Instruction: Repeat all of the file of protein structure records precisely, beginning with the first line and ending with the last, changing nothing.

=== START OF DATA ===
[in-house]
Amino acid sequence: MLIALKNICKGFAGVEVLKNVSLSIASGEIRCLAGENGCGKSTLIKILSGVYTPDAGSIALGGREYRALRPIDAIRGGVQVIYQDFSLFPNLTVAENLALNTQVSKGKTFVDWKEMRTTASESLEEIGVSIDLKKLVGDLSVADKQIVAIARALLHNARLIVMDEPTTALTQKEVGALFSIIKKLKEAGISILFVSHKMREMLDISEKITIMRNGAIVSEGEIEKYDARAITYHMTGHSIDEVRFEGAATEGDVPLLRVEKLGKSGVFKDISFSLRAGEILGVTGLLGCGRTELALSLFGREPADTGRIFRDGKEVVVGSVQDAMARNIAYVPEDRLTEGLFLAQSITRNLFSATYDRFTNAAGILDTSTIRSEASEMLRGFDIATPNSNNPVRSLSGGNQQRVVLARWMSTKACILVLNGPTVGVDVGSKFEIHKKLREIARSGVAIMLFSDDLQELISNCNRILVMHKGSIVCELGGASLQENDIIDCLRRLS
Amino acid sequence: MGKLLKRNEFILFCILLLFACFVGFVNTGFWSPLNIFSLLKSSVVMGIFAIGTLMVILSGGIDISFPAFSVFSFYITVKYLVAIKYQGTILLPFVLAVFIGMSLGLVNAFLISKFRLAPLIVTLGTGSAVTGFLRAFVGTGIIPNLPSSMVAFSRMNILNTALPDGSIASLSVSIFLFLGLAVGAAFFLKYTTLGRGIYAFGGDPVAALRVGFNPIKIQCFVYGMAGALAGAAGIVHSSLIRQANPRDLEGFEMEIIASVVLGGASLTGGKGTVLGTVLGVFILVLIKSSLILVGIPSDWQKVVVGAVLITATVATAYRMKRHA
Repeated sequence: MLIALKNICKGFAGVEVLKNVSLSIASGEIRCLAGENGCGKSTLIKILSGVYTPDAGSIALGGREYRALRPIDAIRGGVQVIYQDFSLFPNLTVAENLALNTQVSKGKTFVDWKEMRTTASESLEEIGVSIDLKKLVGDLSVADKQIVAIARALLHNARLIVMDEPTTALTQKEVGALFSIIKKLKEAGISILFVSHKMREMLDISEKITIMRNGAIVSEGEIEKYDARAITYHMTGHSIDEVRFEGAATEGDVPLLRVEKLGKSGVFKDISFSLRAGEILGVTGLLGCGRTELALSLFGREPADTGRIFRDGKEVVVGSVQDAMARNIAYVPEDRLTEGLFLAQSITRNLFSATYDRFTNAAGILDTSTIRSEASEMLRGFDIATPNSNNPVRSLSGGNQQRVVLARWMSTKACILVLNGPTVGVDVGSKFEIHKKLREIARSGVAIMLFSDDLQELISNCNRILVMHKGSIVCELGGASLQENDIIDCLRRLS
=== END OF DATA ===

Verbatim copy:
[in-house]
Amino acid sequence: MLIALKNICKGFAGVEVLKNVSLSIASGEIRCLAGENGCGKSTLIKILSGVYTPDAGSIALGGREYRALRPIDAIRGGVQVIYQDFSLFPNLTVAENLALNTQVSKGKTFVDWKEMRTTASESLEEIGVSIDLKKLVGDLSVADKQIVAIARALLHNARLIVMDEPTTALTQKEVGALFSIIKKLKEAGISILFVSHKMREMLDISEKITIMRNGAIVSEGEIEKYDARAITYHMTGHSIDEVRFEGAATEGDVPLLRVEKLGKSGVFKDISFSLRAGEILGVTGLLGCGRTELALSLFGREPADTGRIFRDGKEVVVGSVQDAMARNIAYVPEDRLTEGLFLAQSITRNLFSATYDRFTNAAGILDTSTIRSEASEMLRGFDIATPNSNNPVRSLSGGNQQRVVLARWMSTKACILVLNGPTVGVDVGSKFEIHKKLREIARSGVAIMLFSDDLQELISNCNRILVMHKGSIVCELGGASLQENDIIDCLRRLS
Amino acid sequence: MGKLLKRNEFILFCILLLFACFVGFVNTGFWSPLNIFSLLKSSVVMGIFAIGTLMVILSGGIDISFPAFSVFSFYITVKYLVAIKYQGTILLPFVLAVFIGMSLGLVNAFLISKFRLAPLIVTLGTGSAVTGFLRAFVGTGIIPNLPSSMVAFSRMNILNTALPDGSIASLSVSIFLFLGLAVGAAFFLKYTTLGRGIYAFGGDPVAALRVGFNPIKIQCFVYGMAGALAGAAGIVHSSLIRQANPRDLEGFEMEIIASVVLGGASLTGGKGTVLGTVLGVFILVLIKSSLILVGIPSDWQKVVVGAVLITATVATAYRMKRHA
Repeated sequence: MLIALKNICKGFAGVEVLKNVSLSIASGEIRCLAGENGCGKSTLIKILSGVYTPDAGSIALGGREYRALRPIDAIRGGVQVIYQDFSLFPNLTVAENLALNTQVSKGKTFVDWKEMRTTASESLEEIGVSIDLKKLVGDLSVADKQIVAIARALLHNARLIVMDEPTTALTQKEVGALFSIIKKLKEAGISILFVSHKMREMLDISEKITIMRNGAIVSEGEIEKYDARAITYHMTGHSIDEVRFEGAATEGDVPLLRVEKLGKSGVFKDISFSLRAGEILGVTGLLGCGRTELALSLFGREPADTGRIFRDGKEVVVGSVQDAMARNIAYVPEDRLTEGLFLAQSITRNLFSATYDRFTNAAGILDTSTIRSEASEMLRGFDIATPNSNNPVRSLSGGNQQRVVLARWMSTKACILVLNGPTVGVDVGSKFEIHKKLREIARSGVAIMLFSDDLQELISNCNRILVMHKGSIVCELGGASLQENDIIDCLRRLS